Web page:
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Environmental Science and Pollution Research

, Volume 23, Issue 7, pp 6102–6118 | Cite as

Organic and inorganic components of aerosols over the central Himalayas: winter and summer variations in stable carbon and nitrogen isotopic composition

  • Prashant HegdeEmail author
  • Kimitaka Kawamura
  • H. Joshi
  • M. Naja
Contamination related to anthropic activities. Characterization and remediation

Abstract

The aerosol samples were collected from a high elevation mountain site, Nainital, in India (1958 m asl) during September 2006 to June 2007 and were analyzed for water-soluble inorganic species, total carbon, nitrogen, and their isotopic composition (δ13C and δ15N, respectively). The chemical and isotopic composition of aerosols revealed significant anthropogenic influence over this remote free-troposphere site. The amount of total carbon and nitrogen and their isotopic composition suggest a considerable contribution of biomass burning to the aerosols during winter. On the other hand, fossil fuel combustion sources are found to be dominant during summer. The carbon aerosol in winter is characterized by greater isotope ratios (av. −24.0 ‰), mostly originated from biomass burning of C4 plants. On the contrary, the aerosols in summer showed smaller δ13C values (−26.0 ‰), indicating that they are originated from vascular plants (mostly of C3 plants). The secondary ions (i.e., SO4 2−, NH4 +, and NO3 ) were abundant due to the atmospheric reactions during long-range transport in both seasons. The water-soluble organic and inorganic compositions revealed that they are aged in winter but comparatively fresh in summer. This study validates that the pollutants generated from far distant sources could reach high altitudes over the Himalayan region under favorable meteorological conditions.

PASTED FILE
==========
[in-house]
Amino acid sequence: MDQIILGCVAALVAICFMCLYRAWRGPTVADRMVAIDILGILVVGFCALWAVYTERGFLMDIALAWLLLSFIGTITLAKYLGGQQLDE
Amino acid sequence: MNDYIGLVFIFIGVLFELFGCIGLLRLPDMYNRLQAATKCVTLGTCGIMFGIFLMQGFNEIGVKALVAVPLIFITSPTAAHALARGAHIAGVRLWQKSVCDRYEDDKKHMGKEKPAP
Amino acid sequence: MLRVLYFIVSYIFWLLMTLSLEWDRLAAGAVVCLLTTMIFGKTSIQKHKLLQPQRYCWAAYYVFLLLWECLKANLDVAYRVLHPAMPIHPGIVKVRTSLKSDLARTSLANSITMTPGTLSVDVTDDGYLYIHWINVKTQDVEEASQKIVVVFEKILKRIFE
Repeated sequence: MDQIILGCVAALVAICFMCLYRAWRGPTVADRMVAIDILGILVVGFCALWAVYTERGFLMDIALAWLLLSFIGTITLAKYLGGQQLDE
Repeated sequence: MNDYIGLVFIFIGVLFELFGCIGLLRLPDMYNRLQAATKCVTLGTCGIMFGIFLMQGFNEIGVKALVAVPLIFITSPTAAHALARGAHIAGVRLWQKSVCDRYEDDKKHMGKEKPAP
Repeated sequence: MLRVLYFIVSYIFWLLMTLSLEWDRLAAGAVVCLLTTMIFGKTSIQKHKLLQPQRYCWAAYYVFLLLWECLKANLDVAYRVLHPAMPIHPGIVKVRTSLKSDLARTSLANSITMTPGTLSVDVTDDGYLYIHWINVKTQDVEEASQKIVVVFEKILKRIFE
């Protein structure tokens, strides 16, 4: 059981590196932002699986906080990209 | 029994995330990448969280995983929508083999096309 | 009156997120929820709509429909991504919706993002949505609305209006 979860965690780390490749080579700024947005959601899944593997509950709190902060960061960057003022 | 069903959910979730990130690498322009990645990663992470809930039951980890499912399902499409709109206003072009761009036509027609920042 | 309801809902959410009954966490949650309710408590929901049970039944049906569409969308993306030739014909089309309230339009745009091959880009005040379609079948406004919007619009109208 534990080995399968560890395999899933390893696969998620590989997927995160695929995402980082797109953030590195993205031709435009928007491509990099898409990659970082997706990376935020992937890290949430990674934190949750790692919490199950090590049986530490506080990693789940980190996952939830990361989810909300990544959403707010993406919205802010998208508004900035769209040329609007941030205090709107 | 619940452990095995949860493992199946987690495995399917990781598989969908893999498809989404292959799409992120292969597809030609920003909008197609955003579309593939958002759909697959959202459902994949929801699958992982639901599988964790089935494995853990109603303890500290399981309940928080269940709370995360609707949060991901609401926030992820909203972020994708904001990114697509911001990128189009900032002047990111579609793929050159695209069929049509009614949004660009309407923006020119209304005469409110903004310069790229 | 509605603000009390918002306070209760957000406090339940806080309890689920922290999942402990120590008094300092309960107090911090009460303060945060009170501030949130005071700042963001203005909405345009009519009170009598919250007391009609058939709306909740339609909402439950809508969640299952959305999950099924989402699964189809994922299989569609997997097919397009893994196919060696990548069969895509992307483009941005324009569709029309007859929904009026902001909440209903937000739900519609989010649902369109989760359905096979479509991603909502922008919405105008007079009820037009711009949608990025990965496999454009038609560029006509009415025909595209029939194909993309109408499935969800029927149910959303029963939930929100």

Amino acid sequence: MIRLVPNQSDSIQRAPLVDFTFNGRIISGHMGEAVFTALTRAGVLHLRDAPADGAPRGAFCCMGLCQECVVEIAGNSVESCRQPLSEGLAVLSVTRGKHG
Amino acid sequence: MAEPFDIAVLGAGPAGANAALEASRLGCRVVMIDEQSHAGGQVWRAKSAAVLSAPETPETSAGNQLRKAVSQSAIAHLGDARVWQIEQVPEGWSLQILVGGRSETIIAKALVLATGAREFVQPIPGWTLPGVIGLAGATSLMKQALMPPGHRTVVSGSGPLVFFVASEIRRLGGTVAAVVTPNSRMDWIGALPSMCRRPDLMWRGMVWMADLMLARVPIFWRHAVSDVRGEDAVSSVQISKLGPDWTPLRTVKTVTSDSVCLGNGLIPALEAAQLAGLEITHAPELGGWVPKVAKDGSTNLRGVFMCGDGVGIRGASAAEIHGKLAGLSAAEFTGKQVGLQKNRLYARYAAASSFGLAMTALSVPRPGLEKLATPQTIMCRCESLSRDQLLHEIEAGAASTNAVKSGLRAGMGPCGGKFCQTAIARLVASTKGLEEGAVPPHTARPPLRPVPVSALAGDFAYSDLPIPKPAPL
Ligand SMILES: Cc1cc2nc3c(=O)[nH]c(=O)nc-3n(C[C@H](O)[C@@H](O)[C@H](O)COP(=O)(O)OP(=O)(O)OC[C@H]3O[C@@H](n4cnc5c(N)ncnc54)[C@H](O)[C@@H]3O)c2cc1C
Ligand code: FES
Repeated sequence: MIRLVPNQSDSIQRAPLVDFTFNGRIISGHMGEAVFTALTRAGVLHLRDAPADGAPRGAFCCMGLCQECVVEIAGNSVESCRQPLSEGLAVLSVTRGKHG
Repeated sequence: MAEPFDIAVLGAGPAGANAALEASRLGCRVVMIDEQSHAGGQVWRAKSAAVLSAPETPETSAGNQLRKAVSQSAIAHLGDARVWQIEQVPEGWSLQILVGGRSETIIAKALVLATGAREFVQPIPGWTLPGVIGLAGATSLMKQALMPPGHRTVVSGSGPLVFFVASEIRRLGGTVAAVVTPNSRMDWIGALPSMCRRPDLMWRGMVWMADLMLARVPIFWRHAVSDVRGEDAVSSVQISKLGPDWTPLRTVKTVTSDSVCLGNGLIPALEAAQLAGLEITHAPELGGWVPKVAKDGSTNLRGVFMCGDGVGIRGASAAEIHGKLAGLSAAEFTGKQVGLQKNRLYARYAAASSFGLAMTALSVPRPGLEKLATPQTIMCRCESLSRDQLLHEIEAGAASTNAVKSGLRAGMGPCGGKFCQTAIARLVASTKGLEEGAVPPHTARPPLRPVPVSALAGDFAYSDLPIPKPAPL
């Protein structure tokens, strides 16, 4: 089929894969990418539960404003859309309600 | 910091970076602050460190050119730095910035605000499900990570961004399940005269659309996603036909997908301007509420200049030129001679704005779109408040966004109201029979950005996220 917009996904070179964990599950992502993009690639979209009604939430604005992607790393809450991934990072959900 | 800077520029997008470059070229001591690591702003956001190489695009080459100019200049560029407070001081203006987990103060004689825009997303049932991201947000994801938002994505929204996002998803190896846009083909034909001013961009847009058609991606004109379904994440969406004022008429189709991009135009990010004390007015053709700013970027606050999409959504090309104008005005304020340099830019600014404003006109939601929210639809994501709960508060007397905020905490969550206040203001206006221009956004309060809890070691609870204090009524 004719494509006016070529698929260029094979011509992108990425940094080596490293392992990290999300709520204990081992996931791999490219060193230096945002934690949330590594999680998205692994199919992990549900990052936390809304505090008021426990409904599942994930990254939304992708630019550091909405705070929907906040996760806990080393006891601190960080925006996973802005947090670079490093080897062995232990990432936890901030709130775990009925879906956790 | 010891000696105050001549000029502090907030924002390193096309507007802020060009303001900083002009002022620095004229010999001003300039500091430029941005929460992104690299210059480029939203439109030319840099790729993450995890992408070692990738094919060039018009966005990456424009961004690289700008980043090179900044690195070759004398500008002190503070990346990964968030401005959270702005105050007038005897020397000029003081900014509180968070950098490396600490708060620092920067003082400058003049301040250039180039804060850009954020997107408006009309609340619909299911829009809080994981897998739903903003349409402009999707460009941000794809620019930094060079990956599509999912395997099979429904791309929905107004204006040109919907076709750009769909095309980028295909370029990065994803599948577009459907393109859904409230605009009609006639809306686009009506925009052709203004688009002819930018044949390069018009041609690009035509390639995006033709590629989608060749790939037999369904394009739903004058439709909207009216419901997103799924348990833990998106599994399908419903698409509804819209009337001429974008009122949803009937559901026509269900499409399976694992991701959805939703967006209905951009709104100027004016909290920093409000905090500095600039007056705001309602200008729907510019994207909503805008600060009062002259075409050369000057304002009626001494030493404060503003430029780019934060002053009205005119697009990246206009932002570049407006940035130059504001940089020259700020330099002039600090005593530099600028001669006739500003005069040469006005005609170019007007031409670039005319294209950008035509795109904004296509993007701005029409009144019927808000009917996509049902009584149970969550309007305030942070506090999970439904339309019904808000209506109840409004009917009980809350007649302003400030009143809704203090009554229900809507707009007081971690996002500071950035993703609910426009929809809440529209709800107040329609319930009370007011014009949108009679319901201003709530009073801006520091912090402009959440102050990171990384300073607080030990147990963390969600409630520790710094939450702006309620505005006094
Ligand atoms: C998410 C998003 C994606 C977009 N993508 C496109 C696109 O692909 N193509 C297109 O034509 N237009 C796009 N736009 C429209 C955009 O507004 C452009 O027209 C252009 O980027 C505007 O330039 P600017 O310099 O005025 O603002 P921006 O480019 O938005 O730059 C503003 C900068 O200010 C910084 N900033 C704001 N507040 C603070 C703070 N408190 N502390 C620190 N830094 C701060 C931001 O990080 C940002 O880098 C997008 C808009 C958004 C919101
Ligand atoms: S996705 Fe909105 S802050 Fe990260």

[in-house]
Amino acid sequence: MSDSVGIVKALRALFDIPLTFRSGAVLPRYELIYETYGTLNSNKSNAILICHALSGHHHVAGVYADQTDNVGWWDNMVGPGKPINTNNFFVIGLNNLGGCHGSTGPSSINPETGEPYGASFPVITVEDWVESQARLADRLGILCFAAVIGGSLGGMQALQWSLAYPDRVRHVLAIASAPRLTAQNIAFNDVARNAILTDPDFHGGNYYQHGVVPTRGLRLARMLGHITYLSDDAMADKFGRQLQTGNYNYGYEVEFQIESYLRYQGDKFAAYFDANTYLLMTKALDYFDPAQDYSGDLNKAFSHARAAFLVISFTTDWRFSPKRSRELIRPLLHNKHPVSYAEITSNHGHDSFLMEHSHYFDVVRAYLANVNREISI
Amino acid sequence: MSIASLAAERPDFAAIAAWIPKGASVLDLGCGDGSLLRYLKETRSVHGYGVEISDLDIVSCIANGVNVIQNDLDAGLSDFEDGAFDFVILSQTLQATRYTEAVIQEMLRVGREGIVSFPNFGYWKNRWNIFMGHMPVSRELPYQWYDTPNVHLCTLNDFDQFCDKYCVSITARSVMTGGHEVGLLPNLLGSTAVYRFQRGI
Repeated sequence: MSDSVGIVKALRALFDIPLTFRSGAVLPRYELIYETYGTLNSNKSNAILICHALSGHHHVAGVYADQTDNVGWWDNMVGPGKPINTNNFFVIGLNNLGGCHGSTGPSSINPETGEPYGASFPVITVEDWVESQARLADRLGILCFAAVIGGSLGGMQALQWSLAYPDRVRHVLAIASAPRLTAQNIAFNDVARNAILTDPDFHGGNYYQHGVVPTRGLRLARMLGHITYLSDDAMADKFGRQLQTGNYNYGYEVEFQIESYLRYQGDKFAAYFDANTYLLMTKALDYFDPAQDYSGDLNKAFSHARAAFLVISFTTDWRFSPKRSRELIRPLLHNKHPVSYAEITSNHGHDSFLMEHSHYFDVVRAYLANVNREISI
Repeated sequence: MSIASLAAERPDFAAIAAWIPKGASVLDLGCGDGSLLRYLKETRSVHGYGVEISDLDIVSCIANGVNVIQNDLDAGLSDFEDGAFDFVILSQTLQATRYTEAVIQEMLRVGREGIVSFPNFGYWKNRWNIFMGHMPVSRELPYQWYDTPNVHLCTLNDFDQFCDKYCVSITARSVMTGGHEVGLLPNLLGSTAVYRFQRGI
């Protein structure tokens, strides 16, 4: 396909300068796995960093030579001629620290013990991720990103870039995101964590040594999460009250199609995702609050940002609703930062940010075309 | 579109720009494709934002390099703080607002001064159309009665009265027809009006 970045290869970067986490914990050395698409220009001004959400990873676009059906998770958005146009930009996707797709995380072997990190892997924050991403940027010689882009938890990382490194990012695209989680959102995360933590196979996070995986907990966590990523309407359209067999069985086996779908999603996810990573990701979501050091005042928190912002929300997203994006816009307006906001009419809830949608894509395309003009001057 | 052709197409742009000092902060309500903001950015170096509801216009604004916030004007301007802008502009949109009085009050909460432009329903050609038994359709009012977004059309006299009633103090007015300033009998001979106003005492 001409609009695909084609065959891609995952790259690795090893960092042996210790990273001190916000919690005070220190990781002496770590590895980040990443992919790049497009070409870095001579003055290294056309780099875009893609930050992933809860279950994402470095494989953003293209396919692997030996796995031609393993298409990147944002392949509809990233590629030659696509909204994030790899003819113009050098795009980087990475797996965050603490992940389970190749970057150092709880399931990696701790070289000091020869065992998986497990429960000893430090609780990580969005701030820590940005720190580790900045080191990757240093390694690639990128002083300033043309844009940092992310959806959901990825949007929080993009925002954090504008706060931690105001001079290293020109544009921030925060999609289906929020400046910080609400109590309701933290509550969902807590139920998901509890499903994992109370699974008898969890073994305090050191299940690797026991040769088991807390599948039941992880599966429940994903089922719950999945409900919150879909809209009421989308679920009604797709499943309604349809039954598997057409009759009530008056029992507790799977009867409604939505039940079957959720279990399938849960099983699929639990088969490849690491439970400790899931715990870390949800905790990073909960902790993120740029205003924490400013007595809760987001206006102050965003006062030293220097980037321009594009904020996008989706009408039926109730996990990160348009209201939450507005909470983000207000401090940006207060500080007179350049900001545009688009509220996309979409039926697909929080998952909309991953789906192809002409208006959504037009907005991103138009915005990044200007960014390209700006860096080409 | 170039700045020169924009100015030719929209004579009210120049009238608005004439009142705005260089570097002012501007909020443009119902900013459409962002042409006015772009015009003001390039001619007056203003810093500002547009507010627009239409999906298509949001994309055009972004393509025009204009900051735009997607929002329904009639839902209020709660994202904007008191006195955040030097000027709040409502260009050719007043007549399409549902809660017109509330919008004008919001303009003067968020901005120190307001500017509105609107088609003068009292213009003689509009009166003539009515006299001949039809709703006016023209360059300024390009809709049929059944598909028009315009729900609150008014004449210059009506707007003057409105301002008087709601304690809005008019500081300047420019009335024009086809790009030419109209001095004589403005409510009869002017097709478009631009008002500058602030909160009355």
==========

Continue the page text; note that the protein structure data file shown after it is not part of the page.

Keywords

Himalayan aerosols Biomass burning Fossil fuel combustion Long-range transport Pollution assessment 

Notes

Acknowledgments

We appreciate the financial support of a JSPS fellowship to PH. C. M. Pavuluri is acknowledged for his valuable discussion and comments. We thank the NOAA Air Resources Laboratory for the provision of the HYSPLIT transport and dispersion model and READY website (http://www.arl.noaa.gov/ready.html) used in this publication.

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Copyright information

© Springer-Verlag Berlin Heidelberg 2015

Authors and Affiliations

  • Prashant Hegde
    • 1
    • 2
    Email author
  • Kimitaka Kawamura
    • 2
  • H. Joshi
    • 3
  • M. Naja
    • 3
  1. 1.Space Physics LaboratoryVikram Sarabhai Space CentreTrivandrumIndia
  2. 2.Institute of Low Temperature ScienceHokkaido UniversitySapporoJapan
  3. 3.Aryabhatta Research Institute of Observational SciencesNainitalIndia

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